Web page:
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Most business owners need to have a physical location in order to meet with customers, sell inventory and perform services. Yet purchasing real estate represents a sizable investment, and this is not always something business owners are ready to tackle. The alternative to buying a property is leasing one, and making the decision between buying and leasing isn’t always easy. Here are some basic pros and cons of each option that you should consider as you determine which choice is right for your business.
Benefits of Leasing Commercial Real Estate
When you lease, you aren’t responsible for the property’s upkeep and mortgage, yet you still enjoy several financial benefits. Some of these include:
- Greater tax deduction potential
- Less upfront cost
- Greater time freedom
- More flexibility
For many business owners, particularly those just starting out, these benefits make leasing the more appealing choice. However, these benefits must be weighed against drawbacks before making a final decision.
Benefits of Buying Commercial Real Estate
Real estate is an investment that can pay big dividends. Most commercial real estate will serve as equity for the business, giving its owners something to draw from when they need collateral or working capital. It’s also prone to appreciation, growing in value over time. When at some point the business decides to sell the property, its owners may make a profit on the building or land.
Buying commercial real estate brings tax benefits as well. Owners can deduct:
- Interest expenses
- Non-mortgage related property expenses
This means that the property grows in value while earning its owner tax benefits at the same time.
Finally, buying commercial property gives the owners control. Property owners aren’t at the whim of a landlord, always wondering when rent will go up. They are free to paint, remodel, restructure and otherwise change the property, because they own it.
Drawbacks of Leasing Commercial Real Estate
Just like purchasing, leasing has its drawbacks. First, leasing business property brings no investment potential. If real estate values increase, only the landlord benefits. Also, the average monthly cost to rent a piece of commercial real estate is typically much higher than the average monthly mortgage payment for a similar property.
As a lessee, a business owner has no control over the property. While most commercial leases allow for some changes to the building or property, such as painting or remodeling to suit the business’s needs, the amount of flexibility is entirely in the landlord’s control.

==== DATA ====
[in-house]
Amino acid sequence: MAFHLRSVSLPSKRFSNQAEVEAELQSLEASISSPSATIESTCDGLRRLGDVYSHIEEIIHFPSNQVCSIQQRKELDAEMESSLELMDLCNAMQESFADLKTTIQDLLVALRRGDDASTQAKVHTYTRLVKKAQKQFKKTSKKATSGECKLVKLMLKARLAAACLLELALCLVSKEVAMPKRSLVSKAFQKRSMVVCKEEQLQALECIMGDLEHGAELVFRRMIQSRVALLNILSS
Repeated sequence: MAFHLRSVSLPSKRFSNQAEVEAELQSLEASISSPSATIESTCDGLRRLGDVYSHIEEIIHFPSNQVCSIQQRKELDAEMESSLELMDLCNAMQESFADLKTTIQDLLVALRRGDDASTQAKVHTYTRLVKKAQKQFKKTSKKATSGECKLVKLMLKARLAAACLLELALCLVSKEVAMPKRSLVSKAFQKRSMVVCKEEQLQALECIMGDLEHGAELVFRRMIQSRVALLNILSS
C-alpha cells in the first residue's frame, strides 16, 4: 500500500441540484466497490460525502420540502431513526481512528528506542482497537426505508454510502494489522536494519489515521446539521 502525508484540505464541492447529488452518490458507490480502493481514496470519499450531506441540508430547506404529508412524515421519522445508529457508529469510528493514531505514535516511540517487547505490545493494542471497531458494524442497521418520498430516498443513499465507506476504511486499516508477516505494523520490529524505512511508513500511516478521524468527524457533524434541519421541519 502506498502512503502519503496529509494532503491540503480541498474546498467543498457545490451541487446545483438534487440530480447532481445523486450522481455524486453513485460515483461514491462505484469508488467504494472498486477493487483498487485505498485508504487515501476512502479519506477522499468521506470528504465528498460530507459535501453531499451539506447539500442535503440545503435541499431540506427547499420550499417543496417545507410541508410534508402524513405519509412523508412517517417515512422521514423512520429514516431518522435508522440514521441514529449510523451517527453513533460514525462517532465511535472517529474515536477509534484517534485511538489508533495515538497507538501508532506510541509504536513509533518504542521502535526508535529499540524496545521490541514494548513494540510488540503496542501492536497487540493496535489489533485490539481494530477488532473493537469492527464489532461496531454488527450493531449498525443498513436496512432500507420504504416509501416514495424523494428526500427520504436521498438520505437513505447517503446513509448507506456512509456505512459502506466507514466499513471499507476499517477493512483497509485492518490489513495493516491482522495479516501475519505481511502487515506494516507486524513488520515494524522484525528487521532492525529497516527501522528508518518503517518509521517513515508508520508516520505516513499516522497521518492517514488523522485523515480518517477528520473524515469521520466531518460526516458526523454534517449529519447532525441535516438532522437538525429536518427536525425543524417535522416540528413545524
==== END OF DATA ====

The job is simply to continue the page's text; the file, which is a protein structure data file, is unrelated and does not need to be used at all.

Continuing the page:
That said, because there is not 100% control of the office space, businesses may not be able to guarantee enough room for all necessary office equipment such as servers or multifunction printers. Setting up an efficient and effective office space starts with choosing the right space for the equipment needed to successfully run the business.
The rent rate can also change, and the lessee has no control over these changes during the duration of the lease.
Because both options have benefits and drawbacks, what is best for you may be different than what is best for another business owner. For this reason, consider talking with a commercial real estate agent about your options to determine what would best fit your business model and budget. Whether you lease or buy your commercial property, your commercial real estate agent can help direct you to the right property and walk you through the negotiations process.
Drawbacks of Buying Commercial Real Estate
The biggest drawback to owning commercial real estate is the cost. Business owners have to have financing to purchase the property and the collateral to make a down payment on it. This isn’t always easy to do, particularly when a business is just starting out.
Another drawback to owning commercial real estate is the lack of flexibility. With a lease agreement, the business’s owner isn’t tied down to a physical property. When the lease is up, the business can move on to a new property. Owning property means the requirement to sell or lease the property before moving.
Finally, property owners carry more liability than lessees. In addition to the risk that property values drop, the property’s owner is responsible for the health and safety of the people inside the building and must manage all repairs and maintenance.